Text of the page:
As late as last season, as the Muthafuckin’ Mouse tried to sell some horseshit they promoted as the “Year of the Quarterback,” Tyrod Taylor, an exceptional QB out of Virginia Tech, was constantly pressured to switch positions – and play at wide receiver because many NFL teams preferred him not to play at the most important spot.
Taylor was even told he would be drafted higher if he would switch positions. To the young man’s credit, he stuck to his guns and made the Baltimore Ravens roster as the second string QB, showing a high football IQ – and play making capability in a very limited time frame.
And fuck that nonsense about why a Black man hasn’t succeeded since Doug Williams’ MVP effort and Super Bowl victory.Can you imagine what must be going through the mind of someone like a Brad Smith, who set all the records he did – to play for the New York Jets, who accepted inferior QB after QB, and telling Smith, he could not compete for the quarterback spot?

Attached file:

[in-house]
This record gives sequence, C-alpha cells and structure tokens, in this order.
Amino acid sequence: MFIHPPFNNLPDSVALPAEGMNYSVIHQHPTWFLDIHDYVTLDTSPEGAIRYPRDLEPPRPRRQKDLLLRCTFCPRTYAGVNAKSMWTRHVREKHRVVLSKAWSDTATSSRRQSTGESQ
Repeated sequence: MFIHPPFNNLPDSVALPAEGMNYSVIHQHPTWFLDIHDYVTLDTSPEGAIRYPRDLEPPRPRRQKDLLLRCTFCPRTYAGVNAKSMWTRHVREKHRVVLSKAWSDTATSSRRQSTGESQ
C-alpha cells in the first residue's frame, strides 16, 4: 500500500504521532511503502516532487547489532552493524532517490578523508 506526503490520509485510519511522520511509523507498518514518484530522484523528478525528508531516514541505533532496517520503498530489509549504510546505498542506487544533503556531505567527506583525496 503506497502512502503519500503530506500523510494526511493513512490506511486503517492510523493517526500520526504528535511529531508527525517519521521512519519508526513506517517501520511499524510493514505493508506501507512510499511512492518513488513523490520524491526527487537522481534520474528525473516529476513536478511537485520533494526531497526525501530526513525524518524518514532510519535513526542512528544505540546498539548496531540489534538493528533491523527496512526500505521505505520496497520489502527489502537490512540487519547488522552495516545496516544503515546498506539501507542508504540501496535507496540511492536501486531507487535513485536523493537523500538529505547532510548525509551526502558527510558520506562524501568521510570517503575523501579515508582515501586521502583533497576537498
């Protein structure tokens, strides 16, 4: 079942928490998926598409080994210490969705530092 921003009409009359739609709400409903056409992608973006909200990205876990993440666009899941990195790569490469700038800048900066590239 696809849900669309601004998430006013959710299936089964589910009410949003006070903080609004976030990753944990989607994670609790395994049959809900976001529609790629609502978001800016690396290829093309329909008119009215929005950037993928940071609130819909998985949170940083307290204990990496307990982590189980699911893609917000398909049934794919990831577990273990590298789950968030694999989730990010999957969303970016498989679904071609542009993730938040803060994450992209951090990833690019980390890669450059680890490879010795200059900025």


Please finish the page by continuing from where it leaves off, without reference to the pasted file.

Ironically, the highly – touted Blaine Gabbert, drafted by Jacksonville last year out of Smith’s alma mater (Missouri), has shown little of the ability that would make anyone think he could be an NFL QB, but it’s still early; Smith, however, has made a Pro Bowl…as a special teams player.
If Gabbert were Black, and Smith was White, we would not be having this conversation. If Gabbert was the best player at the position on the team, we would not be having this conversation – because “best man plays” – should always be the standard…
But if Smith is Black and is the best player; then he – and others like him – should have the opportunity to prove it.
Always outnumbered…never outgunned.
Copyright c 2012 Michael – Louis Ingram all rights reserved.